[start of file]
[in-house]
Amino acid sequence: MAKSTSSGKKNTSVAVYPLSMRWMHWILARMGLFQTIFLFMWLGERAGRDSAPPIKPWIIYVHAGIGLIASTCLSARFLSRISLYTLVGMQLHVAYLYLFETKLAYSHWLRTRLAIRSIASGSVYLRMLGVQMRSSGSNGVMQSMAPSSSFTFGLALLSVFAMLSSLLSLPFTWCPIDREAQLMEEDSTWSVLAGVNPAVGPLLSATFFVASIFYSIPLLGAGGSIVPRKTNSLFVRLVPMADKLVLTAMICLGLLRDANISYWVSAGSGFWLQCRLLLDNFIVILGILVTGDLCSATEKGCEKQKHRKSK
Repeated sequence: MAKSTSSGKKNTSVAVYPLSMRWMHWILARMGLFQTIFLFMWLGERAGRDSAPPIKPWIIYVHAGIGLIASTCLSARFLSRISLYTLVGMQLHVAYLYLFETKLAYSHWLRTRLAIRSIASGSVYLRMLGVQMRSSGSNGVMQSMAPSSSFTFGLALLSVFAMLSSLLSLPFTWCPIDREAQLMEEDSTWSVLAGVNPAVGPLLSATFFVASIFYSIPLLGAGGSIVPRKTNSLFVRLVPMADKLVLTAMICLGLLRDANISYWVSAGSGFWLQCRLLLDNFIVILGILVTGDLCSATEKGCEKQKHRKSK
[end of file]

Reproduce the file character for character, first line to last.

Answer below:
[in-house]
Amino acid sequence: MAKSTSSGKKNTSVAVYPLSMRWMHWILARMGLFQTIFLFMWLGERAGRDSAPPIKPWIIYVHAGIGLIASTCLSARFLSRISLYTLVGMQLHVAYLYLFETKLAYSHWLRTRLAIRSIASGSVYLRMLGVQMRSSGSNGVMQSMAPSSSFTFGLALLSVFAMLSSLLSLPFTWCPIDREAQLMEEDSTWSVLAGVNPAVGPLLSATFFVASIFYSIPLLGAGGSIVPRKTNSLFVRLVPMADKLVLTAMICLGLLRDANISYWVSAGSGFWLQCRLLLDNFIVILGILVTGDLCSATEKGCEKQKHRKSK
Repeated sequence: MAKSTSSGKKNTSVAVYPLSMRWMHWILARMGLFQTIFLFMWLGERAGRDSAPPIKPWIIYVHAGIGLIASTCLSARFLSRISLYTLVGMQLHVAYLYLFETKLAYSHWLRTRLAIRSIASGSVYLRMLGVQMRSSGSNGVMQSMAPSSSFTFGLALLSVFAMLSSLLSLPFTWCPIDREAQLMEEDSTWSVLAGVNPAVGPLLSATFFVASIFYSIPLLGAGGSIVPRKTNSLFVRLVPMADKLVLTAMICLGLLRDANISYWVSAGSGFWLQCRLLLDNFIVILGILVTGDLCSATEKGCEKQKHRKSK